Bhatt — whose had an even stronger start to her career than Dhawan after debuting alongside him in Student of the Year — is very good again, especially in quieter interactions between Kavya and Humpty. It’s a shame that her character’s dynamism is sublimated in the second half. Humpty must try to save their relationship mostly by himself, whereas he and Kavya had been partners to that point.

Dhawan is the total package: good looks, dance moves, and nuanced acting skills. He comfortably transitions between comedy and sexually charged romance.

Strong performances by Pandey and Vaid augment Dhawan’s performance and reinforce Humpty’s status as a good guy. The supportive and empathetic women of Kavya’s family make the story feel complete.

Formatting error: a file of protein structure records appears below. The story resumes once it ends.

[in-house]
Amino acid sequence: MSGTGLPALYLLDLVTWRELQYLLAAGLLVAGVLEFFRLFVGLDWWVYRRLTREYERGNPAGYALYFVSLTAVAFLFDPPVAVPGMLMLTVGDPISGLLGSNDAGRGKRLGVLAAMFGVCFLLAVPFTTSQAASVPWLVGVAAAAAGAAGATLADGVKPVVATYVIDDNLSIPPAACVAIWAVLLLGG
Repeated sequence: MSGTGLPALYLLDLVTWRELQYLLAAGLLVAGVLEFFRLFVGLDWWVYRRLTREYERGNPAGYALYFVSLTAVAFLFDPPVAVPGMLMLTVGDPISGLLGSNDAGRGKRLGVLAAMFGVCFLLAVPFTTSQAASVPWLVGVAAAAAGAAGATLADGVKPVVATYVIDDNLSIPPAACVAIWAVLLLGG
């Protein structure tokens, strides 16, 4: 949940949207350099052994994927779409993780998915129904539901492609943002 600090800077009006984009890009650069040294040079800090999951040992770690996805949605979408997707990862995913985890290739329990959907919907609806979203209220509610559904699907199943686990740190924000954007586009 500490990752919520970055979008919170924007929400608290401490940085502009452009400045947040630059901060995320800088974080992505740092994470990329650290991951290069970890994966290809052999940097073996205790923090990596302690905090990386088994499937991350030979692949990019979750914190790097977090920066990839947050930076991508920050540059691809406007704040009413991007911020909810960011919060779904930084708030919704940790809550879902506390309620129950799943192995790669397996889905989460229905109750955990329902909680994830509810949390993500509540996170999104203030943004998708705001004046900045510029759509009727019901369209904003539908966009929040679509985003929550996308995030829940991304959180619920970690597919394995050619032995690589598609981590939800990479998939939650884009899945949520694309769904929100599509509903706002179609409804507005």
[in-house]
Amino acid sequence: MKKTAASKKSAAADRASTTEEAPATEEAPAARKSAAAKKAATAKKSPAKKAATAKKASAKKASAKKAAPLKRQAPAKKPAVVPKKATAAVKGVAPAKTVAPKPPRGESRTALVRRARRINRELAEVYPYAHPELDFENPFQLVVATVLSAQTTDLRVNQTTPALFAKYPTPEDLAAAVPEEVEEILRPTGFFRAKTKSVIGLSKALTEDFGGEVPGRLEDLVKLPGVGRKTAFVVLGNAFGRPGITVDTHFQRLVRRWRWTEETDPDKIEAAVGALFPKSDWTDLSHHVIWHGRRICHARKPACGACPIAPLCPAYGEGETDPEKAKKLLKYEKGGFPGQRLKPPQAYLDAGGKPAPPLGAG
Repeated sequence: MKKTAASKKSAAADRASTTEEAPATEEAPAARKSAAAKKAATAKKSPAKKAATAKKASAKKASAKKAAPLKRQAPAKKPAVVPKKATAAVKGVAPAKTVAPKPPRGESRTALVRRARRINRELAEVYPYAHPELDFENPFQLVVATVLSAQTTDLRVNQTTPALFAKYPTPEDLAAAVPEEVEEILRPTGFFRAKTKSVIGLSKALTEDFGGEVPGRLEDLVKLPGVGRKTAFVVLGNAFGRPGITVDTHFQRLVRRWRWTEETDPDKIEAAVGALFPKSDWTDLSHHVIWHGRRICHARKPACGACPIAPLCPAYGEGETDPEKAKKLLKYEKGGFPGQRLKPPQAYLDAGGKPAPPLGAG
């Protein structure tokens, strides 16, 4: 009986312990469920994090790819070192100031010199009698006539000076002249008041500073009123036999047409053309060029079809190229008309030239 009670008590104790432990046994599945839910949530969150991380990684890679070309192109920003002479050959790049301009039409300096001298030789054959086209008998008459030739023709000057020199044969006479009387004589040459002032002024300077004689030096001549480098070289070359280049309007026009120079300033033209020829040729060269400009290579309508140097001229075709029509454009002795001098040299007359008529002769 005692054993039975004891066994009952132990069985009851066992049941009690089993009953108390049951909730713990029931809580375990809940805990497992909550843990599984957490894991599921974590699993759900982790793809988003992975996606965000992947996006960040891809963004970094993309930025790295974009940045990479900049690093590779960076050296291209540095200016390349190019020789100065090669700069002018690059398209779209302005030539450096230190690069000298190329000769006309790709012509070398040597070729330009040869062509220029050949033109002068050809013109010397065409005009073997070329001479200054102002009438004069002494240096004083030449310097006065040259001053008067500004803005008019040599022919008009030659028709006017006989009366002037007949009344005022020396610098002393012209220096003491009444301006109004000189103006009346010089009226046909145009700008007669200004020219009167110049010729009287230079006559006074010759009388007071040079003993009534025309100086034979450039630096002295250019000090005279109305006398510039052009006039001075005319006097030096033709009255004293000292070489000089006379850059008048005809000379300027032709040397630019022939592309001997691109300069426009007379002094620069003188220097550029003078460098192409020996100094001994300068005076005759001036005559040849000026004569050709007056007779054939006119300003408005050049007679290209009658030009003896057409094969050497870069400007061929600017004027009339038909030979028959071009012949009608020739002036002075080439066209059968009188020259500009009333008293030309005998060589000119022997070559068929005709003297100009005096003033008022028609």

The story’s weakest point is that some of the supporting characters are denied satisfying conclusions, or any conclusion at all. Khaitan so effectively populated this universe that the movie becomes about more than Humpty’s and Kavya’s will-they-or-won’t-they romance.

But for light romantic comedy, HSKD hits the spot. It has some inventive dance numbers and strong turns by a pair of Bollywood’s brightest up-and-comers. It’s definitely worth a watch.